Failed GFCI?

Discussion in 'Electrical Forum discussion & Blog' started by Mikey, Nov 15, 2007.

  1. Mikey

    Mikey Aspiring Old Fart, EE, computer & networking geek

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    While working around a receptacle outlet yesterday, I was rewarded with a loud POP when a hot terminal brushed the (steel) box. The screw head was slightly vaporized, with a matching pockmark in the box. The main 20A breaker tripped. Problem is, this was a downstream receptacle from an upstream GFCI, and the GFCI did not trip. I reset the main breaker, pressed the GFCI's TEST button, it tripped, and both it and its downstream receptacles went dead. It's a 2-month-old P&S GFCI made in (gulp!) China. The wiring all checks OK, and a 3-light tester shows all receptacles wired properly.

    If I had been naked, standing in a bathtub full of water, and grabbed that receptacle hot side, I'd probably be dead. Is there any other explanation of what went wrong other than a failed GFCI? If it's bad, why does it test OK? These things are supposed to trip at 6ma within 25ms. I'm going to make up a GFCI tester I can plug in to test downstream receptacles individually and will post the results.
  2. Cass

    Cass Plumber

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    You can purchase a GFCI tester that will tell you if the GFCI is within specs. when it trips.

    I would recomend buying one of them instead of making one your self.
  3. jimbo

    jimbo Plumber

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    There were a lot of GFCI recalled earlier this year. Probably chinese. Problem was they didn't trip. I will try to find the recall info. What brand are yours?

    This recall is from 2003, but I think the same brand was in trouble eariler this year.>>
    http://dbs.idaho.gov/electrical/Notices/gfci.pdf
    Last edited: Nov 15, 2007
  4. Cass

    Cass Plumber

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    Jimbo it is a P&S
  5. Mikey

    Mikey Aspiring Old Fart, EE, computer & networking geek

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    Yeah, but then I'd have to get out of my jammies :( and go shopping :eek:. Guess I'll have to bite that bullet. I've e-mailed P&S tech support for advice also.
  6. sbrn33

    sbrn33 Electrical Contractor

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    The GFCI is probably alright. What you had was a short to ground and the breaker did it's job quicker than the GFCI. If you had been standing in water and touched the hot wire and ground the difference in potential would have made the GFCI trip.
  7. Bob NH

    Bob NH In the Trades

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    Do you know that the downstream circuit was connected to the protected load terminals of the GFCI breaker?

    You get two choices when connecting a GFCI and one choice doesn't protect the downstream circuits.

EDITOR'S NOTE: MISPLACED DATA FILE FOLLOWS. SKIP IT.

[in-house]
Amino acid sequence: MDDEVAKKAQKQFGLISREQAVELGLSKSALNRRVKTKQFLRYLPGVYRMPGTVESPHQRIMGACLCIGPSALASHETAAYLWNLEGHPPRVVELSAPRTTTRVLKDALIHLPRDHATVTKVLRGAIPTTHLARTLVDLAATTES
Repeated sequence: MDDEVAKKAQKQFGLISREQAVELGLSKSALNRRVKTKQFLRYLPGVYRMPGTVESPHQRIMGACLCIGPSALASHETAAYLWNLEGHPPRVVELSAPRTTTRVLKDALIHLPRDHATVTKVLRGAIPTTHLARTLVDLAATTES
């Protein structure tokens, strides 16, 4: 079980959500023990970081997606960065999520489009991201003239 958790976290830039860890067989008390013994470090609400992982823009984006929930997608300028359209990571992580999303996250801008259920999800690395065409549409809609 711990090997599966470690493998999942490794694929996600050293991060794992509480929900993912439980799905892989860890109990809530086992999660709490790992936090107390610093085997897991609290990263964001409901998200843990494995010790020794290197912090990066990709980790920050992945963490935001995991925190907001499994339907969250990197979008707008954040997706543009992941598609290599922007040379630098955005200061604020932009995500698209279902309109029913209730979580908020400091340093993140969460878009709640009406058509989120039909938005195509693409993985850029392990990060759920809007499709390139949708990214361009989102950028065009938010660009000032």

8. 480sparky

    480sparky In the Trades

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    Why get dressed?

    GFCI tester
    Last edited: Nov 15, 2007
  9. Mikey

    Mikey Aspiring Old Fart, EE, computer & networking geek

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    You learn something new every day

    sbrn33 -- you got it mostly right. Here's P&S's response:

    If the steel box was properly grounded, then yes, this definitely would have caused a differential current in the GFCI (very high current in the line leg, no return current in the neutral). If this was the case, then very simply, we think the circuit breaker just tripped out sooner than the GFCI did. A typical trip time for a magnetic circuit breaker with this type of overcurrent is 10ms or less. Our GFCI response is about 25ms.

    Sounds like everything worked exactly as it should.

    The GFCI's you have, based upon the tests you performed, are working properly.

    Mike Gaines, Technical Support
    Pass & Seymour/legrand

    Bob -- yes, everything is connected properly.

    Sparky -- I think they put you in jail for that in this county.
    Last edited: Nov 15, 2007
  10. 480sparky

    480sparky In the Trades

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    For what? Buying from fleabay?
  11. Mikey

    Mikey Aspiring Old Fart, EE, computer & networking geek

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    No, going to Lowe's in your jammies.
  12. 480sparky

    480sparky In the Trades

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    The link is for a GFI tester listed on Fleabay. :)
  13. Mikey

    Mikey Aspiring Old Fart, EE, computer & networking geek

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    Oh, THAT's what it was

    The link got trashed by the forum censor... I'll look there, though. There appear to be cheap testers and expensive testers. I assume the cheap ones just generate a 6ma load and see if things trip, whereas the expensive ones will tell you how long it took to trip as well? I made a half-*ssed attempt to find an internal diagram of a GFCI, but all of the images I found weren't available for one reason or another.

    Found the Triplett Plug Bug on that site. They're cheaper at my local Lowe's (GB, not Triplett, but one of the "cheap kind" of testers).

    There's a Greenlee 5708 there, which is expensive ($90) but I don't see why it's any better than the $7 ones. It's apparently the base device for a bunch of test sensors, but even the Greenlee Web site is pretty sparse in its description of the thing.
    Last edited: Nov 15, 2007
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